John Kasich on Refusing Service to LGBT People: 'What the Hell Are We Doing in This Country?'

VIDEO: The Republican presidential candidate was questioned about LGBT rights and the case of the transgender teen from his home state who committed suicide.PlayABCNews.com
WATCH John Kasich Not Familiar With Transgender Teen Leelah Alcorn

After dodging a question earlier in the day on “conversion therapy,” Republican presidential candidate John Kasich asked Monday night “what the hell” was happening in the United States that a state would allow businesses to deny service to people who are gay or transgender, as a law Mississippi’s governor signed last week permits.

"I read about this thing they did in Mississippi, where apparently you can deny somebody service because they're gay?" Kasich said during a town hall televised on CNN, where appeared with his wife and twin 16-year-old daughters. "What the hell are we doing in this country? I mean, look, I may not appreciate a certain lifestyle or even approve of it, but I can -- it doesn't mean I've got to go write a law and try to figure out how to have another wedge issue.”

But in much of Ohio, the state where he serves as governor, businesses are legally permitted to refuse service to gay or transgender people. While some cities and counties in Ohio prohibit discrimination based on sexual orientation or gender identity, no similar statewide protection exists there.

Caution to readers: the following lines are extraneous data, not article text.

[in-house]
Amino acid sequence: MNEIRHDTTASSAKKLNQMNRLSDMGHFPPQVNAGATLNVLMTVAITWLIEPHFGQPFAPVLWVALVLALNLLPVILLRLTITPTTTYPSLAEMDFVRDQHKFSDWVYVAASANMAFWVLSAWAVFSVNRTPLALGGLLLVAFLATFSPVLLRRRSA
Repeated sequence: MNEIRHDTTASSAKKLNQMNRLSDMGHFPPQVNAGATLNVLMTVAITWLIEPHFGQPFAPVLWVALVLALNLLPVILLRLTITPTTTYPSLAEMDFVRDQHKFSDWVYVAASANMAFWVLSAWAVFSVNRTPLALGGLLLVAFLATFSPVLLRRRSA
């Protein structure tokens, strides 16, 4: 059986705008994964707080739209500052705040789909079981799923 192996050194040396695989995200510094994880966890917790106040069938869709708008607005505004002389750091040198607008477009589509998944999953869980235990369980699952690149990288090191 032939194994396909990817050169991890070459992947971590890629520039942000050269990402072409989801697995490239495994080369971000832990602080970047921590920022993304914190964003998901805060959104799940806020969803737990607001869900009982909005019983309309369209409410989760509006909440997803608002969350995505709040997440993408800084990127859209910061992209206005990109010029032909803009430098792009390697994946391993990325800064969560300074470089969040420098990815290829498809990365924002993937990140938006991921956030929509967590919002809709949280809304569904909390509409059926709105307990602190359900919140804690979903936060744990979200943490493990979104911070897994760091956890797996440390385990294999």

At another town hall earlier Monday, Kasich dodged a question about "conversion therapy," a technique that tries to change a person's gender identity or sexual orientation that has been banned in several states. Instead, Kasich explained his position on gay marriage -- he does not agree with it but thinks it is time to move on now that the Supreme Court has guaranteed it as a right -- and anti-discrimination laws for LGBT people.

Kasich told CBS News this weekend that he would not have signed North Carolina’s so-called "bathroom law," which bars local municipalities from prohibiting discrimination based on gender identity or sexual orientation and directs public facilities to designate bathrooms for use by people based on their "biological sex." Critics say the law, which the state's governor signed last month, discriminates against gay and transgender residents, while supporters argue it defends religious liberty.